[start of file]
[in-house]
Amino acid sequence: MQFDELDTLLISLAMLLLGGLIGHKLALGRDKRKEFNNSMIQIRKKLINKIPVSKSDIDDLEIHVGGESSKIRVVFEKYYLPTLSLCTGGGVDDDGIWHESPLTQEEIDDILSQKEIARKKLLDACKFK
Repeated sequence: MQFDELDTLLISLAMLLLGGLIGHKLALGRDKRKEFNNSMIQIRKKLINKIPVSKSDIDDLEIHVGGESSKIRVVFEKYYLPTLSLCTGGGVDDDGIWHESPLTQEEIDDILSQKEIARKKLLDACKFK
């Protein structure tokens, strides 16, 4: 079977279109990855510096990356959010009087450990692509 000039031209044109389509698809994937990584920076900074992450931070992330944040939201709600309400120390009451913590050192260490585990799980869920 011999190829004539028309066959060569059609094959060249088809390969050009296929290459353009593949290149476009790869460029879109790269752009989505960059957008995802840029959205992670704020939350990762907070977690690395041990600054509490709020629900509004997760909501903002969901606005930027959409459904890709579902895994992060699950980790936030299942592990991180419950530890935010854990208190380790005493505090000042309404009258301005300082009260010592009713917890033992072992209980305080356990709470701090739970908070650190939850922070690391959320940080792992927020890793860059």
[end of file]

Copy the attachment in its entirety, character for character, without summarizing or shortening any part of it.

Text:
[in-house]
Amino acid sequence: MQFDELDTLLISLAMLLLGGLIGHKLALGRDKRKEFNNSMIQIRKKLINKIPVSKSDIDDLEIHVGGESSKIRVVFEKYYLPTLSLCTGGGVDDDGIWHESPLTQEEIDDILSQKEIARKKLLDACKFK
Repeated sequence: MQFDELDTLLISLAMLLLGGLIGHKLALGRDKRKEFNNSMIQIRKKLINKIPVSKSDIDDLEIHVGGESSKIRVVFEKYYLPTLSLCTGGGVDDDGIWHESPLTQEEIDDILSQKEIARKKLLDACKFK
């Protein structure tokens, strides 16, 4: 079977279109990855510096990356959010009087450990692509 000039031209044109389509698809994937990584920076900074992450931070992330944040939201709600309400120390009451913590050192260490585990799980869920 011999190829004539028309066959060569059609094959060249088809390969050009296929290459353009593949290149476009790869460029879109790269752009989505960059957008995802840029959205992670704020939350990762907070977690690395041990600054509490709020629900509004997760909501903002969901606005930027959409459904890709579902895994992060699950980790936030299942592990991180419950530890935010854990208190380790005493505090000042309404009258301005300082009260010592009713917890033992072992209980305080356990709470701090739970908070650190939850922070690391959320940080792992927020890793860059």